Photo above: Health worker prepares to administer a vaccine to a child at a mobile vaccination unit (photo credit: UNICEF).
Jakarta, Indonesia –The country of Indonesia has begun a new strategy to use implementation and operational research to address significant bottlenecks in diagnosis and treatment of tuberculosis (TB), malaria and neglected tropical diseases (NTDs).
On 2 March, the National Institute for Health Research and Development in the Ministry of Health, in collaboration with Universitas Gadjah Mada and the Access and Delivery Partnership (ADP), launched the National Strategy for Implementation and Operational Research to Support Prevention and Control of TB, Malaria and NTDs 2016-2019.
The report was launched by Dr. Siswanto, Head of the National Institute of Health Research and Development. Emphasising the importance of promoting health research in Indonesia, Dr Siwanto stated that “research should be for the benefit of development, not only for the sake of science." Francine Pickup, the Deputy Director of the United Nations Development Programme (UNDP) Country Office in Indonesia, says the strategy “will have an impact on health policy-making and programming in Indonesia, and contribute to the efforts of the government in making gains in health”.
As newer, safer and more effective health technologies are introduced, Dr. Yodi Mahendradhata, Director at the Center for Health Policy and Management Universitas Gadjah Mada is convinced that “implementation and operational research is now more important than ever in strengthening our national health system, so that these technologies can reach as many people, and as quickly, as possible.”
In Indonesia, medicines, diagnostics and vaccines, especially those which were recently introduced to the health system, face significant bottlenecks in their effective implementation and delivery to those in need. Such challenges have contributed to the sustained disease burden of TB, malaria and NTDs in Indonesia, despite many years of effort and trillions of rupiah in investment. For instance, the utilization rate of GeneXpert machines, which were introduced to boost the detection of drug-resistant TB, remains low in many health facilities, leaving two-thirds of the 32,000 new annual cases of drug-resistant TB undetected.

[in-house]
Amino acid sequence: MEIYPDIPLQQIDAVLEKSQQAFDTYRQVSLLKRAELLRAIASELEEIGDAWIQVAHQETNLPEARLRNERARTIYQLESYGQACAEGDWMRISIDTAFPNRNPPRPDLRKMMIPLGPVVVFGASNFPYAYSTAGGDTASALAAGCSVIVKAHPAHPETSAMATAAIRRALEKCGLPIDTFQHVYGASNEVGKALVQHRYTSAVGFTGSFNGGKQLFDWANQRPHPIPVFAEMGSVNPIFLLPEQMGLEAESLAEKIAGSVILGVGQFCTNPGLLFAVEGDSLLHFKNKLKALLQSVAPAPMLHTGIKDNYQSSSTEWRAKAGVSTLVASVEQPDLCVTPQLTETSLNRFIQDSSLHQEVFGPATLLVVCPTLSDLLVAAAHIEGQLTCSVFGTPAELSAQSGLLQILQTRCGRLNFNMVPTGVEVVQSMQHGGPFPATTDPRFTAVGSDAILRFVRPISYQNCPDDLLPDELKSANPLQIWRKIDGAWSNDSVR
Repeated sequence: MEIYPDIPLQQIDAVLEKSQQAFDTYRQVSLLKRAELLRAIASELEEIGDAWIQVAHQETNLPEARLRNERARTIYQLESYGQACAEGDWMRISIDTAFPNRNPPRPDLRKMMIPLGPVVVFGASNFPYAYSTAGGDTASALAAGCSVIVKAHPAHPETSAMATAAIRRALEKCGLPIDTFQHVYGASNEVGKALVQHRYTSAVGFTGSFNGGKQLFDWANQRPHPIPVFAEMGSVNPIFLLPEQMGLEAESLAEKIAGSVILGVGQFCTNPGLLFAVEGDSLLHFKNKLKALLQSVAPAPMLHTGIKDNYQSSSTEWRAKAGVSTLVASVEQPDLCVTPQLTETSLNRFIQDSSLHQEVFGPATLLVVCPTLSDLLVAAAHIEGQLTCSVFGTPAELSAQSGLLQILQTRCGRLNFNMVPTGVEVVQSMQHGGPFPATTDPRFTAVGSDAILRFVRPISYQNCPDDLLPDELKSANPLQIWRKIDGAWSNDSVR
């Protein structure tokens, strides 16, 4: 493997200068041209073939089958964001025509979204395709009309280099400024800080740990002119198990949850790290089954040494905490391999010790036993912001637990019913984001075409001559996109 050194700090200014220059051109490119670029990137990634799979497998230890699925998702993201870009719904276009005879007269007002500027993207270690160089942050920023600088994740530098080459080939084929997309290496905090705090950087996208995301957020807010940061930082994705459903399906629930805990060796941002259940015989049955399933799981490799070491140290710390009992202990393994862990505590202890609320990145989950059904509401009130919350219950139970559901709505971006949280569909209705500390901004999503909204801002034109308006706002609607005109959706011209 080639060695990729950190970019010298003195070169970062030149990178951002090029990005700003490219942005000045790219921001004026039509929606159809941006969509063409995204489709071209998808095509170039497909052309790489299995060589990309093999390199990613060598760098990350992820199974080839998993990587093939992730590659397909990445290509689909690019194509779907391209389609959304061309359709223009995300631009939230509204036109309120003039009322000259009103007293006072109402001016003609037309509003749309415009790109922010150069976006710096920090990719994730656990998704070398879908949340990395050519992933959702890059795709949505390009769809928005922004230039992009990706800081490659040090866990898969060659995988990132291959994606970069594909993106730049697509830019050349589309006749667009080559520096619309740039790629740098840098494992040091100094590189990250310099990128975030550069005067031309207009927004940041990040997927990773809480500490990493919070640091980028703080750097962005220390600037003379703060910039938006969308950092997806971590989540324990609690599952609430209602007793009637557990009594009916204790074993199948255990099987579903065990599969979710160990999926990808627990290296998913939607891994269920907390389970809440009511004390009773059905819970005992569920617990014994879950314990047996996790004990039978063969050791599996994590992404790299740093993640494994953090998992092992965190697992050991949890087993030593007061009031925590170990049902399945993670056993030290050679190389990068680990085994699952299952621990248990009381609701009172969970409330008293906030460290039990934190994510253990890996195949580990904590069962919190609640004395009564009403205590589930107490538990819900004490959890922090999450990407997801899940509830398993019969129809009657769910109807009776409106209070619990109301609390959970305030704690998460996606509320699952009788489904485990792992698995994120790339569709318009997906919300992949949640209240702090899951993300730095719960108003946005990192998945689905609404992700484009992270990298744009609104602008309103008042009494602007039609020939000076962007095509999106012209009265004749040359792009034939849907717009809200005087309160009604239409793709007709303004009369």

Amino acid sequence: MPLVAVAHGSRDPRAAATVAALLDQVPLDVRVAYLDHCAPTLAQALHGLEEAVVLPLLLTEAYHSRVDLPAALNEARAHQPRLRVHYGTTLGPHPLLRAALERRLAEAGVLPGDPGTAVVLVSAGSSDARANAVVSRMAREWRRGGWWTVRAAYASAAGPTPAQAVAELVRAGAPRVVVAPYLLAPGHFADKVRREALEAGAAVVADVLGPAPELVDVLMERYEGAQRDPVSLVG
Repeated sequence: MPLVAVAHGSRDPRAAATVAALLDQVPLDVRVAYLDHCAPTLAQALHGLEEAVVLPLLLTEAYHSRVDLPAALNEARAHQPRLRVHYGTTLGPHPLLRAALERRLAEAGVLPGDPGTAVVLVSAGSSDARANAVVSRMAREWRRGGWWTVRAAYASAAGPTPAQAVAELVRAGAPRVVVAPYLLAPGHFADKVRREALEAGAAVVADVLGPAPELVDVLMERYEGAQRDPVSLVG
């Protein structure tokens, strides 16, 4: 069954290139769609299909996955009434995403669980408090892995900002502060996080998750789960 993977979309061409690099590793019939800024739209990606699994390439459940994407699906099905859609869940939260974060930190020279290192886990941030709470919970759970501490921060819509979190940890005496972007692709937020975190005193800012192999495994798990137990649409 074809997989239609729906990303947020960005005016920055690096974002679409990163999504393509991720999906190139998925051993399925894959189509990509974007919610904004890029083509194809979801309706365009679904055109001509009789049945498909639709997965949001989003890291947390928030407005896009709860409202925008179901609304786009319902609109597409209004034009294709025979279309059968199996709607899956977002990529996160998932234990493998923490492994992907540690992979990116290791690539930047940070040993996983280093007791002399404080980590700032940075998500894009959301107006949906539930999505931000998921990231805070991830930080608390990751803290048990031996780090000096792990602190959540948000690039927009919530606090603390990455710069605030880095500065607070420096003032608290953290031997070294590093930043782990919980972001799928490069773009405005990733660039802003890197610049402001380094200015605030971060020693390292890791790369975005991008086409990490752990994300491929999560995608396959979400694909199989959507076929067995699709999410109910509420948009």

Similarly, only half of the 71 million Indonesians at risk of contracting lymphatic filariasis, which is one of the 18 debilitating neglected tropical diseases listed by the World Health Organization, received preventive treatment in 2013.
Although there is high level of coverage for long-lasting insecticide-treated nets and Artemisinin-based combination treatment across Indonesia, the malaria incidence rate remains extremely high in a number of provinces, which suggests a lack of utilization effectiveness. These implementation bottlenecks often result from the low level of compliance by health professionals or patients; impeding behaviors and practices at the household, community and health facility level; and barriers inherent within the supply chain.
Implementation and operational research aims to identify and address bottlenecks in health service delivery and provide evidence to support the performance of health policies, programmes or interventions, all of which are necessary building blocks for Universal Health Coverage. Recognizing this urgent need to develop a systematic approach towards implementation or operational research in Indonesia, the National Institute for Health Research and Development in the MOH collaborated with the TDR Regional Training Center on Health Research at Universitas Gadjah Mada and the ADP in developing the national strategy.
The Access and Delivery Partnership (ADP) is a global project coordinated by UNDP, in collaboration with TDR, the Special Programme for Research and Training in Tropical Diseases based at the World Health Organization, and PATH. The ADP works with the Indonesian government and other low- and middle-income countries to strengthen their capacities to enable equitable access to, and sustainable delivery of, new health technologies for TB, malaria and NTDs.
“TDR is delighted to see the close collaboration among a wide range of stakeholders in Indonesia result in this strategic document,” said Olumide Ogundahunsi, an ADP project manager at TDR. “It articulates a path to addressing gaps and barriers against effective control and prevention of these three infectious diseases that place a heavy burden on the country.”
In closing, Dr. Joko Irianto, the Head of Public Health Department in MOH reinforced the importance of the national strategy, which is expected to "provide guidance for better integration and coordination in implementation and operational research."
At the launch event of the National Strategy on 2 March 2017 in Jakarta. Photo (from L to R):
Dr. Yodi Mahendradhata, Vice Dean for Research & Development, Faculty of Medicine, Universitas Gadjah Mada (Team coordinator for the development of the Implementation Research Strategy)
Dr. Siswanto, Head of National Institute of Health Research and Development
Dr. Marti Kusumaningsih, Sub-directorate of Malaria, Ministry of Health
Dr. Francine Pickup, Deputy Director, UNDP Indonesia
Prof. Ni Made Mertaniasih, Vice Dean on Collaboration and International Affairs, Faculty of Medicine, Universitas Airlangga
Dr. I Nyoman Kandun, Chief of Expert Committee on Lymphatic Filariasis and Schistosomiasis (former Director General of Disease Control and Environmental Health, Ministry of Health)
Dr. Olumide Ogundahunsi is an implementation research scientist at TDR
Agus Soetianto is Technical Officer at UNDP Indonesia